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Subclinical coronary atherosclerosis and cardiovascular risk stratification in heterozygous familial hypercholesterolemia patients undergoing statin treatment

Miname, Marcio H.a; Bittencourt, Marcio S.b,c,d; Nasir, Khurrame; Santos, Raul D.a,b

Current Opinion in Lipidology: April 2019 - Volume 30 - Issue 2 - p 82–87
doi: 10.1097/MOL.0000000000000573
GENETICS AND MOLECULAR BIOLOGY: Edited by Robert A. Hegele
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Purpose of review To discuss the heterogeneity of atherosclerotic cardiovascular disease (ASCVD) risk in heterozygous familial hypercholesterolemia and evidence and limitations of clinical risk scores and subclinical coronary atherosclerosis (SCA) imaging to evaluate risk.

Recent findings Risk evaluation in contemporary familial hypercholesterolemia cohorts needs to consider the cause of the familial hypercholesterolemia phenotype, for example the presence of autosomal molecular defects that impart a greater ASCVD risk than in polygenic hypercholesterolemia, prospective follow-up and the impact of statin treatment. As atherosclerosis is multifactorial, clinical scores like the Montreal familial hypercholesterolemia score and SAFEHEART risk equation have been proposed to stratify ASCVD in statin-treated, molecularly defined familial hypercholesterolemia individuals. However, these scores need further validation. SCA distribution in familial hypercholesterolemia individuals undergoing conventional lipid-lowering treatment is heterogeneous, with 45–50% of individuals not presenting any coronary artery calcification (CAC). One study suggests that the absence of CAC associates with no ASCVD events in asymptomatic familial hypercholesterolemia individuals undergoing statin therapy despite elevated residual LDL-cholesterol levels. In contrast, the presence of CAC was independently associated with ASCVD events.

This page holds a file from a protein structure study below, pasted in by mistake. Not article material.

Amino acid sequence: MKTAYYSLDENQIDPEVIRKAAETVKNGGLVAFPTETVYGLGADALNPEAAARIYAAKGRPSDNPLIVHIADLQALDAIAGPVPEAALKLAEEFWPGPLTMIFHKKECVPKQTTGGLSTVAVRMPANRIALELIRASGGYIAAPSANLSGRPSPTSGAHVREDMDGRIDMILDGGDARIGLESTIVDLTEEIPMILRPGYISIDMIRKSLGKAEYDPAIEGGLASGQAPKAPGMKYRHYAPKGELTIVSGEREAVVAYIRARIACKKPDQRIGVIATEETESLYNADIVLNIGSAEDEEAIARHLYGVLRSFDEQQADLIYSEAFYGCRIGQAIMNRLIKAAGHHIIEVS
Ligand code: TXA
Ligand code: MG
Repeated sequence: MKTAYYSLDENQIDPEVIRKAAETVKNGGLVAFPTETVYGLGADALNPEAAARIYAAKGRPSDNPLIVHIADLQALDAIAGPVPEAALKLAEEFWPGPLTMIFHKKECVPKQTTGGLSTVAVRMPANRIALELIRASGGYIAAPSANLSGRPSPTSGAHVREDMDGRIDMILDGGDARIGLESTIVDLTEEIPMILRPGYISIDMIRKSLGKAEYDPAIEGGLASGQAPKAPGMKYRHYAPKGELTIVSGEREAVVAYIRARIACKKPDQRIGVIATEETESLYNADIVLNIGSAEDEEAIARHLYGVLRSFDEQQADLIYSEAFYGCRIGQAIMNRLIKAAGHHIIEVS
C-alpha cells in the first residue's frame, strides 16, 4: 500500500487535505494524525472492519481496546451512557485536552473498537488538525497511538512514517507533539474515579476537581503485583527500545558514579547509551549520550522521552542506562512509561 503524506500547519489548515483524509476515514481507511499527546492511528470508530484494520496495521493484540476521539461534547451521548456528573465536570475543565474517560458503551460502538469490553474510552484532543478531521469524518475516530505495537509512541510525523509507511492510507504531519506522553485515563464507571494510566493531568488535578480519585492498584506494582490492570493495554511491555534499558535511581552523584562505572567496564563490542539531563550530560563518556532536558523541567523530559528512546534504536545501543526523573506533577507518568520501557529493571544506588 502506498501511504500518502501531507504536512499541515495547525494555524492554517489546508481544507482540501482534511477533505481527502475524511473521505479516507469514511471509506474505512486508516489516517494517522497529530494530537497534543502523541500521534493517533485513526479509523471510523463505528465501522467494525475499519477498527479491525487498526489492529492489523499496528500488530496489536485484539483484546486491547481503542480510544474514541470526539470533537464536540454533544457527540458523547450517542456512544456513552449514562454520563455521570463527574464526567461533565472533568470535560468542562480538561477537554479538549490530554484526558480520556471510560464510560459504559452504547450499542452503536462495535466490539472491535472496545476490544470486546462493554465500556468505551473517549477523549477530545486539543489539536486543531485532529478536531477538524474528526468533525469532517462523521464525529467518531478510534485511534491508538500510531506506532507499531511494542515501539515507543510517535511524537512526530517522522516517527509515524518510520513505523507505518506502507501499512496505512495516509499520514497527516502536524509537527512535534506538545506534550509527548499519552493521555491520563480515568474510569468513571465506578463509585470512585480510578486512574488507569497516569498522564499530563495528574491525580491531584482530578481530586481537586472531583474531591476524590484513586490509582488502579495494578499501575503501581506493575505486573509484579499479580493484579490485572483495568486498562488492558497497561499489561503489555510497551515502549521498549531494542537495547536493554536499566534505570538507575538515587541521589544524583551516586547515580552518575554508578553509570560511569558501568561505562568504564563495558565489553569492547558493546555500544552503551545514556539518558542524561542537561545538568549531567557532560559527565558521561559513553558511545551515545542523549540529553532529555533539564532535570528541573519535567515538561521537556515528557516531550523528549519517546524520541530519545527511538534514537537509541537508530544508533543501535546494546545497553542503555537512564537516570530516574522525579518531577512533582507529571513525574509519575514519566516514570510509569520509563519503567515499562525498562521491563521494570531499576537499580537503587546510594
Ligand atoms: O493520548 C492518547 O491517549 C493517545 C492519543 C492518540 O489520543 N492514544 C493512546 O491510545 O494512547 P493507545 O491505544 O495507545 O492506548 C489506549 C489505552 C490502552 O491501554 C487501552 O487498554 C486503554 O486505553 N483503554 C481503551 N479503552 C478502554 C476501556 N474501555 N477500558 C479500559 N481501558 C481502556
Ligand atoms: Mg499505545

Summary ASCVD risk is heterogeneous in statin-treated familial hypercholesterolemia individuals. Further studies are necessary to determine how risk stratification, especially with SCA detection, impacts on prescription of proprotein convertase subtilisin kexin type 9 inhibitors within a cost-constrained environment.

aHeart Institute (InCor) University of Sao Paulo Medical School Hospital

bHospital Israelita Albert Einstein

cSchool of Medicine, Faculdade Israelita de Cie[Combining Circumflex Accent]ncia da Sau[Combining Acute Accent]de Albert Einstein

dCenter for Clinical and Epidemiological Research, University Hospital and Sa[Combining Tilde]o Paulo State Cancer Institute, University of Sa[Combining Tilde]o Paulo, Sa[Combining Tilde]o Paulo, Brazil

eCenter for Outcomes Research and Evaluation and Section of Cardiovascular Medicine, Yale School of Medicine, New Haven, Connecticut, USA

Correspondence to Raul D. Santos, MD, MSc, PhD, Unidade Clinica de Lipides InCor-HCFMUSP, Av. Dr Eneas C. Aguiar, 44 CEP, 05403–900 São Paulo, Brazil. E-mail: rdsf@uol.com.br

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